2. Reflect on what you are thankful for. Why do I aproach my categories first by evaluating my thankfulness? Because it will put a filter of gratefulness on my eyes, and I can continue my audit with an attitude of grattitude. Instead of seeing what I lack or how far I have to go, I see everything that I have been blessed with.
  3. List the strengths. Did you make improvements or recognize your own strengths? Write them out. It’s important to see what’s working so you can know what you want to continue into the next week.
  4. List the weaknesses. I don’t want you to come at this with a critical mind; I want you to approach it with a curious mind. If you are stuggling with a certain area, don’t think, “I can’t keep my laundry under control. I never meet my deadlines at work. I’m a horrible person.” Instead, think, “Why am I having a hard time with laundry? What system would work for me?”

    Your brain wants to solve problems. If you ask yourself how you can improve, your brain will start working on a solution. Thinking, “I’m horrible at laundry,” isn’t going to improve your situation. The fact is that laundry is not getting done at your house. The fact is NOT that you are horrible at laundry.

    Keep your circumstance unemotional and ask yourself questions about how you can improve.
    Related: The Power of Questions
  5. Create improvement goals. Where are you going to focus your efforts for improving in the upcoming week/month?

    I actually got this idea from the fostering assessments that my husband and I do each month. Our foster care agency gives us a list each month of things to focus on for each child. We list each child’s strengths and weaknesses, but my favorite part is listing the improvements we are going to make in the upcoming month.

    I transfered this over to my own personal development so that I can be aware of how I am going to improve in the future. You can do this from a place of compassion for yourself. Don’t be overly critical of yourself, but ask God to help you find solutions and creative ways to improve.

    Tip: Be super specific. When I decided to change my living room, I made a list of specific tasks like painting the walls, purchasing this/that, search Pinterest for ideas, come up with solutions for color schemes, etc. In less than two weeks, my living room was completely changed, both decorations and paint. If I hadn’t made that list, though, it probably would not have gotten done.

    I know it seems like a superficial goal, but the method translates to other big and small goals in life. Make a to-do list of specific tasks, get those tasks done on their due date, and you’ll be surprised by how quickly you see improvements.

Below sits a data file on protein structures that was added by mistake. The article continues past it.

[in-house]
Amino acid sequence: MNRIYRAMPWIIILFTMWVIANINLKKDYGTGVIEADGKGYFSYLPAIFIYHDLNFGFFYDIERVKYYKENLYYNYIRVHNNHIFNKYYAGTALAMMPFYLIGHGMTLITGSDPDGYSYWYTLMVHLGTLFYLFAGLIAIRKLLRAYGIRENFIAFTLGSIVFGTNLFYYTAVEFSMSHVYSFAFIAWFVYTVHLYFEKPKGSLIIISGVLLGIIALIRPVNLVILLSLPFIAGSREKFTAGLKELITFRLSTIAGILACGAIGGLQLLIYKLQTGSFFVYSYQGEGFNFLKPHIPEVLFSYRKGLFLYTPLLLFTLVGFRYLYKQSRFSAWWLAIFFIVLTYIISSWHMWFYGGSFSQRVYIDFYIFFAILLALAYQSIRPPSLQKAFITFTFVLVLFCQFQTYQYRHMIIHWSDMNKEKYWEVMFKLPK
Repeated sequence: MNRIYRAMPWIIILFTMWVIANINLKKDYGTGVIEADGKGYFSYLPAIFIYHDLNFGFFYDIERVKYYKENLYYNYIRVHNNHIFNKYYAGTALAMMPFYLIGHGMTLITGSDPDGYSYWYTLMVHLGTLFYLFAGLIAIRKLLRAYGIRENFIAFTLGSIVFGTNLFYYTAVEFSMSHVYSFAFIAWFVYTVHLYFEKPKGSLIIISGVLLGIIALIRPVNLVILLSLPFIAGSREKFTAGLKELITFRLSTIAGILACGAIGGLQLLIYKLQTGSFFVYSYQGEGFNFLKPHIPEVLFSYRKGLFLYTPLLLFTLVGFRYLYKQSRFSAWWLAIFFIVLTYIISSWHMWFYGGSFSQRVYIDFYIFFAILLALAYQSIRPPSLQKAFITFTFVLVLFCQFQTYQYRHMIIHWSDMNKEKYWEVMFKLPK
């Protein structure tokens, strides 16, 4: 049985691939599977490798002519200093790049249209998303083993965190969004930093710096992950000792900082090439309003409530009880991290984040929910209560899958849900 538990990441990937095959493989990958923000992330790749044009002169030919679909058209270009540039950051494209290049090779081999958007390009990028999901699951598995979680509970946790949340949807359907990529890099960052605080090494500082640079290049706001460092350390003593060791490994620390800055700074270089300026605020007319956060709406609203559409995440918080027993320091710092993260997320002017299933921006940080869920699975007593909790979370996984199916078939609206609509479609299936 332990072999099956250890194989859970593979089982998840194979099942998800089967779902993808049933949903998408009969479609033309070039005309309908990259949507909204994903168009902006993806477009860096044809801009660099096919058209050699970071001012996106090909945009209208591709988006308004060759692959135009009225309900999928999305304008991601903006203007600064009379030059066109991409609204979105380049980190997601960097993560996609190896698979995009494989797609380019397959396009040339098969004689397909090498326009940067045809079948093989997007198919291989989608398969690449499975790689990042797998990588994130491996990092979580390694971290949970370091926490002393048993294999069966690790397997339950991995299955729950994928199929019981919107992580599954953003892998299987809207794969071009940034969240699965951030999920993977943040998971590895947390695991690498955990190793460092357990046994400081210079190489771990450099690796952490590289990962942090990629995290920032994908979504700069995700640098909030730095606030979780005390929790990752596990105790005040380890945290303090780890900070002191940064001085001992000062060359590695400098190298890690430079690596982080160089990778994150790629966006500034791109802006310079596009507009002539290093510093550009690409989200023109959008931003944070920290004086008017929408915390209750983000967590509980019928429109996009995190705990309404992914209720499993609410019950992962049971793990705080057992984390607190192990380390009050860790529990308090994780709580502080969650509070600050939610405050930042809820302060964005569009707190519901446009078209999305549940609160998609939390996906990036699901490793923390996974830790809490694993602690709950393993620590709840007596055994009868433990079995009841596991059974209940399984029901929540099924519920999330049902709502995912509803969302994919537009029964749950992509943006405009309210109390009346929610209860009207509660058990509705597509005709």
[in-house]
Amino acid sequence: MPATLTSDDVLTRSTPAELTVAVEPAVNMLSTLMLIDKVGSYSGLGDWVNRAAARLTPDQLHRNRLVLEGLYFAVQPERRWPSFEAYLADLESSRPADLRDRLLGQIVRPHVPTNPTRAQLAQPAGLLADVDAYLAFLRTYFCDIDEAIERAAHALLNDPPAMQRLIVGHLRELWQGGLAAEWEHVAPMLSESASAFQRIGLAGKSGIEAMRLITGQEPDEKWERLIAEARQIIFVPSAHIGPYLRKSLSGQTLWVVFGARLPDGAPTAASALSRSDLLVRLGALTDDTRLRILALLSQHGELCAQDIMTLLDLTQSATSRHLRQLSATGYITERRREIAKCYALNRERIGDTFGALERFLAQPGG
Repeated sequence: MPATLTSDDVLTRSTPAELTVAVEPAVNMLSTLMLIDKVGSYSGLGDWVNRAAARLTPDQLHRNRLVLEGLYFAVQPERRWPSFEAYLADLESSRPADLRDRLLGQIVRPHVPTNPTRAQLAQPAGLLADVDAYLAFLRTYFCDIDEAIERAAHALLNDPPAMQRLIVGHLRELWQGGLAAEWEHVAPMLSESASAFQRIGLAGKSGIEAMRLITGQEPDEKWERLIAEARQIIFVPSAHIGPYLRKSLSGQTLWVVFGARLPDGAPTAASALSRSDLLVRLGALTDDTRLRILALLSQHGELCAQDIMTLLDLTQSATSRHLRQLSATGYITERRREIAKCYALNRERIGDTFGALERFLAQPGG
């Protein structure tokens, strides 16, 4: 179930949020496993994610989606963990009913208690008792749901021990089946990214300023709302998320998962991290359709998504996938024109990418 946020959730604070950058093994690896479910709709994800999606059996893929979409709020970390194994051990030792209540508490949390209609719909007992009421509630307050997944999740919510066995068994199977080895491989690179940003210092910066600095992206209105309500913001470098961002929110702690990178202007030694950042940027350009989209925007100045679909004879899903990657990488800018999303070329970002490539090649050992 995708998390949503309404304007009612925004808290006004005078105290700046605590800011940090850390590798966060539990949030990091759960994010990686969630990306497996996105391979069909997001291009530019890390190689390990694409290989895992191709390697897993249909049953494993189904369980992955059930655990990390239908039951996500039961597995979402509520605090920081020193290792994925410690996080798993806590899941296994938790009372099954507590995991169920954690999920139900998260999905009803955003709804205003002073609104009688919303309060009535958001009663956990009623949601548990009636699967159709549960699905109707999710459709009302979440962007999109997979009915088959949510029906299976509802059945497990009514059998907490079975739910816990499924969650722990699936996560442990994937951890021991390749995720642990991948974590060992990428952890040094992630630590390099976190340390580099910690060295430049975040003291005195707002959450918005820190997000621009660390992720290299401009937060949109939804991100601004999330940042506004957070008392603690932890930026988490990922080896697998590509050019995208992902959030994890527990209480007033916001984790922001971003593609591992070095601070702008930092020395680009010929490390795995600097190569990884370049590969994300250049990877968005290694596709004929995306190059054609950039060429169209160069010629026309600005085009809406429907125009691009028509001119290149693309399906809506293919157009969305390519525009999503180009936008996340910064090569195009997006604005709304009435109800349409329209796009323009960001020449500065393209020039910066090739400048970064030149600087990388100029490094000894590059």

Plan for Obstacles

This might be the biggest tip for a weekly reset. Now that you know specifically what you are going to work on, think ahead and say, “What could go wrong?” Play the Devil’s advocate for a minute.

I’m not trying to make you pessimistic or focus all of your attention on the possibility of problems, but I am trying to keep you realistic and help you become proactive. Think about the obstacles that could deter you and make a plan for them.

Think about new thoughts that you can practice. Oftentimes, obstacles that we are facing are linked to thoughts that we are entertaining. Find new thoughts that you want to focus on to influence your actions.

One way to do this is by finding Bible verses that empower and motivate you to make the decisions that you want to make.

This is a key benefit of the Christian mindset. We’re tackling negative thoughts with the power of God’s Word. Affirmations are great, but unless they are based on the Ultimate Truth, they are going to fail. If we’re basing our affirmations on God’s Truth, though, we know that we are on a solid foundation.

Don’t forget to be honest with yourself. Do not gloss over things that need to change, but also do not be overly critical about what needs to change. Find a sweet spot between letting everything go and being hyper-critical. Come to a place where you can say, “This circumstance is neutral in my life. It’s a fact, but I am going to change how I am thinking and what I am doing in order to get a new result.”

To explain what I mean by that, let’s revisit the example of laundry. You might think that you can’t get control of your laundry. That’s your thought, not your circumstance. The circumstance is that laundry is not done in your house. It’s a provable, factual circumstance and not an emotion. What you think about that neutral circumstance will determine your emotions, and from your emotions will come your actions.

Bonus Example: If you want to lose weight and the emotion that is driving you is feeling unloved or inadequate, those emotions will drive your actions and produce a negative result. However, if you want to lose weight because you want to honor God with your body or because you want to be able to do more things with your kids, then your reasons will make all the difference in how you commit to your goal as well as the long term results.

Conclusion and Free Resource

I want to encourage you to start doing weekly reflections. I have a free download for you where you can write down the different categories in your life, strengths/weaknesses, etc. You can download it for free and get started on your weekly reflections!

This is going to change your thinking, your mindset, and how you reach your goals.

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- Ashley Varner